Plus, they don't own as much US debt as has been let on. Think about it this way: the total outstanding national debt of the US right now stands at about $16.5 trillion. Of this amount, foreign nations own $5.43 trillion, or about one-third of the total. The remaining two-thirds are owned domestically in the form of pension plans, endowments, financial firms, insurance companies and individuals. Out of that $5.43 trillion owned by foreigners, $1.15 trillion or about 20% is held by China. That's certainly a sizable amount of foreign debt. But it only represents about 6% of the total US sovereign debt burden; not exactly a huge amount. In fact, I argue it's not large enough to cause much more than a short-term rise in interest rates if China were to dump its entire holdings. And even if they did, Japan and the UK would likely absorb these securities.

A lot of these ideas about China being the boogieman who holds the cards on the US economy are gross exaggeration. As opposed to selling off their held US debt, they have actually increased their positions by over 60% since the financial crisis of 2008. Why do they hold our Treasuries? Basically it is because China's trade surplus with the US has continued to increase over the past several years. Since the trade surplus is denominated in US dollars, it is much easier for China to keep the funds in dollar-denominated assets rather than to risk losses in the currency exchange market. Furthermore, US Treasury securities remain as the safest investments in the world. So China can easily transform its trade surplus into safe securities that pay interest.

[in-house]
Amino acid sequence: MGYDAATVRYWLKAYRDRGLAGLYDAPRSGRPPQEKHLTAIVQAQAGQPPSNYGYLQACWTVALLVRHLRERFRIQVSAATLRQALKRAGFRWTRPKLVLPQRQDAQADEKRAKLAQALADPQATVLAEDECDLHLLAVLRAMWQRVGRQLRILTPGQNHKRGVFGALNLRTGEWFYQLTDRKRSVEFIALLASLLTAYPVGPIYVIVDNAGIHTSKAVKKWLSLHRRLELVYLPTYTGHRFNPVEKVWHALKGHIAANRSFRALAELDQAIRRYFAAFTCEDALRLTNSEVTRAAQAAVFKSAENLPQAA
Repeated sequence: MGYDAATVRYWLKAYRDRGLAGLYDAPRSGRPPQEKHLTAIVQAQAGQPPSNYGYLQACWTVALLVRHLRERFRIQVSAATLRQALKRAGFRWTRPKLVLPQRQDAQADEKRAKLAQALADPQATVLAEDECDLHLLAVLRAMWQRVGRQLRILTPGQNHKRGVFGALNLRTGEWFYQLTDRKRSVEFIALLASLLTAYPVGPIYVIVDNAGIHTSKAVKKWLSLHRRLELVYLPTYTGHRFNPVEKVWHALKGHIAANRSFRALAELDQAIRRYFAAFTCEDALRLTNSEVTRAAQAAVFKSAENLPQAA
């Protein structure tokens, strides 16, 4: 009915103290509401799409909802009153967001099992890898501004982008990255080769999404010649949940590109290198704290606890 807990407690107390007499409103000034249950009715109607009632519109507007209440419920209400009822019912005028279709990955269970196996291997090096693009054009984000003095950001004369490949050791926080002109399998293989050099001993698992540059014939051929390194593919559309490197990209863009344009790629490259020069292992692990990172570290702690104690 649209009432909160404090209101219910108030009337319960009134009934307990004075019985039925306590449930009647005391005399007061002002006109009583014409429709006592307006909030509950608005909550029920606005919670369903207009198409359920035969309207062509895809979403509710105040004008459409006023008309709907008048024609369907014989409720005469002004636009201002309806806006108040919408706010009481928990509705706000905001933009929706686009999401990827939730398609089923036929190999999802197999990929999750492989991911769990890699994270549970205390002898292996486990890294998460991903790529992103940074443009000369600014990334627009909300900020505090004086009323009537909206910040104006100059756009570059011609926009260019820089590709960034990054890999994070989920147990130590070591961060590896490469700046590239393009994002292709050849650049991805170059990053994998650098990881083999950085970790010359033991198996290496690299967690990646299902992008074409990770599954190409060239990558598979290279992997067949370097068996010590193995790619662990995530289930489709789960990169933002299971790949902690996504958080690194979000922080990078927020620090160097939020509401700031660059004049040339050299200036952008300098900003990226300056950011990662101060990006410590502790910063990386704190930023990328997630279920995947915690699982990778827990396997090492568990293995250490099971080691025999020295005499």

Basically, we have a mutually beneficial relationship with China. By holding and even buying more US Treasuries, China helps keep interest rates low in the US. This in turn keeps the credit flowing to US consumers so they can keep buying Chinese imports. China is also very reliant on Wall Street. Over the past two decades, their fast growth has been fueled by foreign investment, mainly from Wall Street. This relationship was made possible through the gradual privatization of Chinese corporations which began some two decades ago. Privatization of these formerly state-owned firms has enhanced their competitive position around throughout the globe. Once these firms were privatized, they were able to receive foreign investment capital, the majority of which has come from Wall Street in some form or another. Thus, without the continued influx of foreign investment capital, China's economy would come to a halt. In addition, if demand from Chinese imports from the US stopped, China’s economy would crater. From there, Chinese consumers would be required to pick up the slack.

So we do have several advantages over China, but there may come a day when this edge no longer exists. Thus, the US must respond now while it holds a position of dominance.

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By the Numbers